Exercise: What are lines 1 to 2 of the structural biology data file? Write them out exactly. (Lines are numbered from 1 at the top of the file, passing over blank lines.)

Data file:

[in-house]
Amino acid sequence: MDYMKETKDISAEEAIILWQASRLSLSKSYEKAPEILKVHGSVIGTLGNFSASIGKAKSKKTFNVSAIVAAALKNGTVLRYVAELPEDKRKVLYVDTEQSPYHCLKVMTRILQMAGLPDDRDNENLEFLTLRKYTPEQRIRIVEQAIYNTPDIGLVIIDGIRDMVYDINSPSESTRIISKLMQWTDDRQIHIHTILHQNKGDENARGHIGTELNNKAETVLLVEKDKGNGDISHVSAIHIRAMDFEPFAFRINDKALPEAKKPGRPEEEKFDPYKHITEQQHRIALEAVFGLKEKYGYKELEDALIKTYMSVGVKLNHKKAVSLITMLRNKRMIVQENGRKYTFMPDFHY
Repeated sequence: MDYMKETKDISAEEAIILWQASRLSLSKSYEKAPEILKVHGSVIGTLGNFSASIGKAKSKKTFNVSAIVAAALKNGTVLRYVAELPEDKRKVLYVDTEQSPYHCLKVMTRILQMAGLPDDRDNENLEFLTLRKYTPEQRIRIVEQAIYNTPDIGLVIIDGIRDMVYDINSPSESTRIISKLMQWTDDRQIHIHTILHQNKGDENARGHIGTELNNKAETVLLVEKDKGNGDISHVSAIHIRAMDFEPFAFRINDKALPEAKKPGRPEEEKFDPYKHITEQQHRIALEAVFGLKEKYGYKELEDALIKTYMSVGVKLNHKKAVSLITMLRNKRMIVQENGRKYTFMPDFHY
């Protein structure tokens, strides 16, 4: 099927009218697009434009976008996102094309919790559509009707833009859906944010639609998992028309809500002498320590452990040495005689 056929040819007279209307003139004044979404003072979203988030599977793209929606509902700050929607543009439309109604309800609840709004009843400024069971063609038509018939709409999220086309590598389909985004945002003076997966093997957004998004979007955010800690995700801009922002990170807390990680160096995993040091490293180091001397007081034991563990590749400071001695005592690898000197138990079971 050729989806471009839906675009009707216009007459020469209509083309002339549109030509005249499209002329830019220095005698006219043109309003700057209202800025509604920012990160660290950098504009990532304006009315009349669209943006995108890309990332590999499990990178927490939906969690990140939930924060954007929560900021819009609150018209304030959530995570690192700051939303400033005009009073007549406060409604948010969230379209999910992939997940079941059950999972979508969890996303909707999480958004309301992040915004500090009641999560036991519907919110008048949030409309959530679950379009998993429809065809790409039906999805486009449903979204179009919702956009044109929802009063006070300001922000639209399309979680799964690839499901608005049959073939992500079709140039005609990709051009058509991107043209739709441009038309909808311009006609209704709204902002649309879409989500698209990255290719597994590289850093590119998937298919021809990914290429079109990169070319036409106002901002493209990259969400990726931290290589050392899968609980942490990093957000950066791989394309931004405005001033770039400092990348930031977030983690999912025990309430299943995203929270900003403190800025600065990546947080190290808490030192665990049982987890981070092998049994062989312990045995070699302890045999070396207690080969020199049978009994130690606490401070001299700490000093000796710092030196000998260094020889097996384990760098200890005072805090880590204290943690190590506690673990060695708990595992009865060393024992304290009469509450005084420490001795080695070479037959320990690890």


[in-house]
Amino acid sequence: MDYMKETKDISAEEAIILWQASRLSLSKSYEKAPEILKVHGSVIGTLGNFSASIGKAKSKKTFNVSAIVAAALKNGTVLRYVAELPEDKRKVLYVDTEQSPYHCLKVMTRILQMAGLPDDRDNENLEFLTLRKYTPEQRIRIVEQAIYNTPDIGLVIIDGIRDMVYDINSPSESTRIISKLMQWTDDRQIHIHTILHQNKGDENARGHIGTELNNKAETVLLVEKDKGNGDISHVSAIHIRAMDFEPFAFRINDKALPEAKKPGRPEEEKFDPYKHITEQQHRIALEAVFGLKEKYGYKELEDALIKTYMSVGVKLNHKKAVSLITMLRNKRMIVQENGRKYTFMPDFHY